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I setup global namespaces for my objects by explicitly setting a property on window.

window.MyNamespace = window.MyNamespace || {};

TypeScript underlines MyNamespace and complains that:

The property 'MyNamespace' does not exist on value of type 'window' any"

I can make the code work by declaring MyNamespace as an ambient variable and dropping the window explicitness but I don't want to do that.

declare var MyNamespace: any;

MyNamespace = MyNamespace || {};

How can I keep window in there and make TypeScript happy?

As a side note I find it especially funny that TypeScript complains since it tells me that window is of type any which by definitely can contain anything.

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5 Answers 5

up vote 43 down vote accepted

Just found the answer to this in another StackOverflow question's answer.

interface Window { MyNamespace: any; }

window.MyNamespace = window.MyNamespace || {};

Basically you need to extend the existing window interface to tell it about your new property.

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does not work with the current version of typescript. –  citykid Apr 1 '13 at 17:24
Note the capital W in Window. That tripped me up. –  ajm Oct 9 '13 at 20:55
this really didn't used to work? –  Simon_Weaver May 24 '14 at 0:05
Definitely works on Typescript 1.0.1 –  Bryan Rayner Sep 26 '14 at 21:38
I couldn't get this to compile with tsc Blake Mitchell's answer did work for me, though. –  Pat Oct 13 '14 at 17:51


you can just type:


and you wont get a compile error and it works the same as typing window.MyNamespace

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The accepted answer is what I used to use, but with TypeScript 0.9.* it no longer works. The new definition of the Window interface seems to completely replace the built-in definition, instead of augmenting it.

I have taken to doing this instead:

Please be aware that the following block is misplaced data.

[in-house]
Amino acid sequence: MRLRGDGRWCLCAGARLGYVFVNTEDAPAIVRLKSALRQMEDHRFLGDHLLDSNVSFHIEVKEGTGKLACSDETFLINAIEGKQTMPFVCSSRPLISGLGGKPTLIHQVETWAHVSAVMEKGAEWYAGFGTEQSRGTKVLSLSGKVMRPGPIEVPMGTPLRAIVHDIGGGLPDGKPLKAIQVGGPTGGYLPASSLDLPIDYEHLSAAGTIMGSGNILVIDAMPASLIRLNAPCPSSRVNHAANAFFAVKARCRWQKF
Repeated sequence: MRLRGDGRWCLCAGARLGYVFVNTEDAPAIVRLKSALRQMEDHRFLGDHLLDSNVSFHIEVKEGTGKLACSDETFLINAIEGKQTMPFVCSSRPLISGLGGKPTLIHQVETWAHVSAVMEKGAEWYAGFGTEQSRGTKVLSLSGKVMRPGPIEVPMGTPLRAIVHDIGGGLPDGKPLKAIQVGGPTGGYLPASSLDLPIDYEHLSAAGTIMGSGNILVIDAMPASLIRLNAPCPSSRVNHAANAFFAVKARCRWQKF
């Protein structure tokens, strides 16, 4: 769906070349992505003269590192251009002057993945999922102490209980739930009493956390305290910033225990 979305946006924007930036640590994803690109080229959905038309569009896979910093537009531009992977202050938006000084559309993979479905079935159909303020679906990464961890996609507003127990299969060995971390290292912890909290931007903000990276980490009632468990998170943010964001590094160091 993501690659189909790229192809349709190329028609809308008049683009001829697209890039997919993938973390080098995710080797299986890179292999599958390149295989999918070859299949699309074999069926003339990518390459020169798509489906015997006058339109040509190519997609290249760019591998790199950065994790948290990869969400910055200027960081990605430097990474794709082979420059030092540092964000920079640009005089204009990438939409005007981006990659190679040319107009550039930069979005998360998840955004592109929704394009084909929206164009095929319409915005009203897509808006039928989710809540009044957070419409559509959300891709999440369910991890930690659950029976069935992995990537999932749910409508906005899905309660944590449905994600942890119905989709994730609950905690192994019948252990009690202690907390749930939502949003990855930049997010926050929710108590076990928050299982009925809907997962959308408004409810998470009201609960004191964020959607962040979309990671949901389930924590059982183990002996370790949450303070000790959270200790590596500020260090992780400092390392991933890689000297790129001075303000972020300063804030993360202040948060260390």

interface MyWindow extends Window {
    myFunction(): void;

declare var window: MyWindow;

UPDATE: With TypeScript 0.9.5 the accepted answer is working again.

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My preferred way is:

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When I tried this, window is typed to Window - which means there is a definition that states what properties and methods a Window can support, and your custom namespace isn't in that list.

Can you not get the behaviour you want using a TypeScript module?

module MyNamespace {
    export class Example {

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Using TypeScript's module syntax absolutely works. However since all JavaScript code is TypeScript code I'm just trying to figure out how to get this JavaScript code to compile (as closesly as possible) without warnings in TypeScript. It might very well be that this is as close as it gets... –  silent__thought Oct 3 '12 at 13:44
The alternative would be to use a custom definition for window that includes each of your namespaces so TypeScript would then expect them against the window object. –  Steve Fenton Oct 3 '12 at 13:45
Thanks Sohnee, I actually found this tip in another SO answer just a minute ago. That's exactly the unobtrusive solution I was looking for. –  silent__thought Oct 3 '12 at 13:47
So - @silent__thought, what's the complete solution? Can anyone post what this actually looks like in use? –  djbyter Oct 3 '12 at 15:52
@djbyter - the "complete solution" is what I posted here. Scroll up. –  silent__thought Oct 3 '12 at 16:01

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